The Other Crisis

The Situation

Previously on this blog we have brought you coverage of Europe’s deepening refugee crisis.  An unprecedented event, that Crisis will surely have lasting impact beyond Western and Southern Europe, where waves of humanity escaping the Syrian War and other destabilizing events of the Middle East and Northern Africa continue to seek entry.  Indeed, despite our geographical separation from that event, the people of the United States have nevertheless been keenly aware and interested in what has credibly been described as the worst displacement of people since World War II.  For good or bad, the European crisis has further been a hot-button topic this campaign year with fears abounding about the United States accepting a role in placing numbers of refugees from the affected regions.

Crucially though, there is an equally serious, be it relatively lower-level, humanitarian crisis which has been underway for the better part of the last decade. Unlike the Syrian refugee crisis, this other crisis hits much closer to home and has affected all our lives in far more immediate ways. What I refer to is the sharp influx of migrants, especially women and/or unaccompanied children from Central America, seeking asylum in the United States. More specifically, the United States has seen a five-fold increase in the number of asylum seekers arriving from a handful of especially troubled Latin American countries. These countries consist of what is known as the “Northern Triangle” region of Central America: El Salvador, Guatemala, and Honduras.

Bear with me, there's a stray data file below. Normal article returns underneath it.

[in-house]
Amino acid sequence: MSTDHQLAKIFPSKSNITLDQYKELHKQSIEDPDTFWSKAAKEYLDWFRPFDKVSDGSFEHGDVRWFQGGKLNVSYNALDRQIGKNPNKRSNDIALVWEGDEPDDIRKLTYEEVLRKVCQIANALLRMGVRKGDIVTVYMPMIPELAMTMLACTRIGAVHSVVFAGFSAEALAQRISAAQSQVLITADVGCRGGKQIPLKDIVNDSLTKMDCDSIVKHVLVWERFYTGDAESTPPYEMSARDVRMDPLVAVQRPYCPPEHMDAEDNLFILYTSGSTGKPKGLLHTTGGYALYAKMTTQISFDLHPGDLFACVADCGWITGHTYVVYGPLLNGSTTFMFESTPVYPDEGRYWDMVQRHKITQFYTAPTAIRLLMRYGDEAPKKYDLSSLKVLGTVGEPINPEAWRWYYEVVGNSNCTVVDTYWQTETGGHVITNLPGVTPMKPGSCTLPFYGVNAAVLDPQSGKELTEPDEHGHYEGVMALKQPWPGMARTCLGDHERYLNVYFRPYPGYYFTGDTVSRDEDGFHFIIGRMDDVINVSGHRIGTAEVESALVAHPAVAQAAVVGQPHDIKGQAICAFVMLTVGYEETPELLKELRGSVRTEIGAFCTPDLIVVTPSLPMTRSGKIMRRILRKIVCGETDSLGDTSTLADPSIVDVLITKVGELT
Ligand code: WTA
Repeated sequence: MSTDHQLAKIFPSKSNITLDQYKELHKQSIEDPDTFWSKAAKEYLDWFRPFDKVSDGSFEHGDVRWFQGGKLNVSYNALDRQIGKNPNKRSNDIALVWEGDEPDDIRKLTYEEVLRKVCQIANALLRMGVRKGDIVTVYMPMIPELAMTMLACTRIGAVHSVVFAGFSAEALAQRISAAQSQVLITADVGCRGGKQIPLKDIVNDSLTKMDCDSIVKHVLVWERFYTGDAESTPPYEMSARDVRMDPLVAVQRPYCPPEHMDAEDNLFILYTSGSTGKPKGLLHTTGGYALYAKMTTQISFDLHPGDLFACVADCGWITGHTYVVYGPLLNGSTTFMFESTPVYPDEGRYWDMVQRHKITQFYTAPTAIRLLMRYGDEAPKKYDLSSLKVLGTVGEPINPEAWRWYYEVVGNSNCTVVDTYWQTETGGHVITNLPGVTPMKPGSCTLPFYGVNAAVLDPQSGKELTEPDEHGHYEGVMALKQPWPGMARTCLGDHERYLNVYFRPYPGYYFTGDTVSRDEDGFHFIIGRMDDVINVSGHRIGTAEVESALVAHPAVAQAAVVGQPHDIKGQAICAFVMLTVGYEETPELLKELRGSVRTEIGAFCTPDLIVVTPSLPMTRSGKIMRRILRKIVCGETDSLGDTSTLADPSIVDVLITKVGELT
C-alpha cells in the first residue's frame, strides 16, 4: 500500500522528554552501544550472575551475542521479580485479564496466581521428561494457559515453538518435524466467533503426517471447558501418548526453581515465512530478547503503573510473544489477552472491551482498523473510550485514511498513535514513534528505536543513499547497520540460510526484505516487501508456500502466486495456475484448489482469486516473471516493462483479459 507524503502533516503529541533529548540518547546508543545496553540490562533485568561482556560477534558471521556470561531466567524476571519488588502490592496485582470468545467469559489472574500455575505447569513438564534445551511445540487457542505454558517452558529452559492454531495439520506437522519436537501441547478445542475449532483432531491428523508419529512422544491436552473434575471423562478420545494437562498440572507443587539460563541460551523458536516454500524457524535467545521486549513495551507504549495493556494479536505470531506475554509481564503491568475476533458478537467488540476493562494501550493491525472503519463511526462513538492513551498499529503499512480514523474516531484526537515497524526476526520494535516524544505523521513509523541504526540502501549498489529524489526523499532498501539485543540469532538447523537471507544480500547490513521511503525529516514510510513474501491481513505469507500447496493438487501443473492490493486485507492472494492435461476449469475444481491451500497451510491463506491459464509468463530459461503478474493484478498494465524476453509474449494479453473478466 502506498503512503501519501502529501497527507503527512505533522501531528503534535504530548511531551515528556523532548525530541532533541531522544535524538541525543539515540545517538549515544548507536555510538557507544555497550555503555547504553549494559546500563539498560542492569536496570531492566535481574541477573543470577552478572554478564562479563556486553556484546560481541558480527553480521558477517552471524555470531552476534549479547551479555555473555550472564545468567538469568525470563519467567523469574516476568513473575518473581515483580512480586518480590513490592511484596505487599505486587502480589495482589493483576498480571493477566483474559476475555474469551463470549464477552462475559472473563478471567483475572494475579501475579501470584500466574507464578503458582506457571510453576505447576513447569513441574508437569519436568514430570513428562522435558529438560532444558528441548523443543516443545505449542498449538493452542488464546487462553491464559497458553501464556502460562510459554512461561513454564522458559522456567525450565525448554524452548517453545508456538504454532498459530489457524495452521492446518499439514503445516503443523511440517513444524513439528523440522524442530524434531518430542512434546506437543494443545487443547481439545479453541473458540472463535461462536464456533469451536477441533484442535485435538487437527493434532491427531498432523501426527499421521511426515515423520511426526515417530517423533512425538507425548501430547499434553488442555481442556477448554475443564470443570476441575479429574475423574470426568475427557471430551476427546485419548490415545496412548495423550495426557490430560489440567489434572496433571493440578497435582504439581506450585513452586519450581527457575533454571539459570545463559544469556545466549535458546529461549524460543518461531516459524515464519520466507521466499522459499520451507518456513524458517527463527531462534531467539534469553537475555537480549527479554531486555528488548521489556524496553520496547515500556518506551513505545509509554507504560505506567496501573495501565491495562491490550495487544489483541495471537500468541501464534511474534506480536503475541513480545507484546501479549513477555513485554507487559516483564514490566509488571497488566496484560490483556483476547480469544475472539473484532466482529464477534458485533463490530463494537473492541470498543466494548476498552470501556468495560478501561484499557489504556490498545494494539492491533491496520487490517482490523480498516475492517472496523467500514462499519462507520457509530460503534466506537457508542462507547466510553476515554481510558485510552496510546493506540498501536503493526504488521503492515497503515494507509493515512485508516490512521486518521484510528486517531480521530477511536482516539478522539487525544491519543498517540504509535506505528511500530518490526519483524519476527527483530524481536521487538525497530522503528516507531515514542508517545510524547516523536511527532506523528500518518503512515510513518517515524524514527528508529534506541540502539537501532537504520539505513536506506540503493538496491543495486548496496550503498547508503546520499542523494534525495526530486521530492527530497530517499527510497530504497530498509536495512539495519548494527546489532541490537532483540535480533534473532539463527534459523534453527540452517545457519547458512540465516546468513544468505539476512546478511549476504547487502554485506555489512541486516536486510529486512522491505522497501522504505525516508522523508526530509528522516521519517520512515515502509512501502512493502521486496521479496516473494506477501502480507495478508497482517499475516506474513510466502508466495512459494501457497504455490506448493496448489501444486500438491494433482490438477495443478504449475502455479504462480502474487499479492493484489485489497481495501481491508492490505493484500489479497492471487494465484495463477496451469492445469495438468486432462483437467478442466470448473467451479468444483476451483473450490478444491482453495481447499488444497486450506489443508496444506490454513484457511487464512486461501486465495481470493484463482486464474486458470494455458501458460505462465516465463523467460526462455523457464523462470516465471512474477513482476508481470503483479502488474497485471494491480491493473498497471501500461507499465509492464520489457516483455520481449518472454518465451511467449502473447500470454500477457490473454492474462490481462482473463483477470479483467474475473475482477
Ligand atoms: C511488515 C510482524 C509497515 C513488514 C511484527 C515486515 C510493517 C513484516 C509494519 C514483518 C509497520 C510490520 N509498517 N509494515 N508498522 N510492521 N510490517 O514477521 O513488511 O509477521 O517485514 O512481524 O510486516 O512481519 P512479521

According to the Council for Foreign Relations, nearly 10% of the residents of the Northern Triangle countries have left for the United States. In 2013 alone, some 2.7 million people born in either El Salvador, Guatemala, or Honduras were living in the United States. A number up from the estimated 1.5 million in 2000. Far and away, these migrants have cited continuous and systemic violence in their countries as the primary reason for seeking entry into the United States by unlawful means. And apparently so compelling are these abuses that some 82% of women arriving from this region pass the Credible Fear assessment utilized by USCIS/DHS to determine qualification for asylum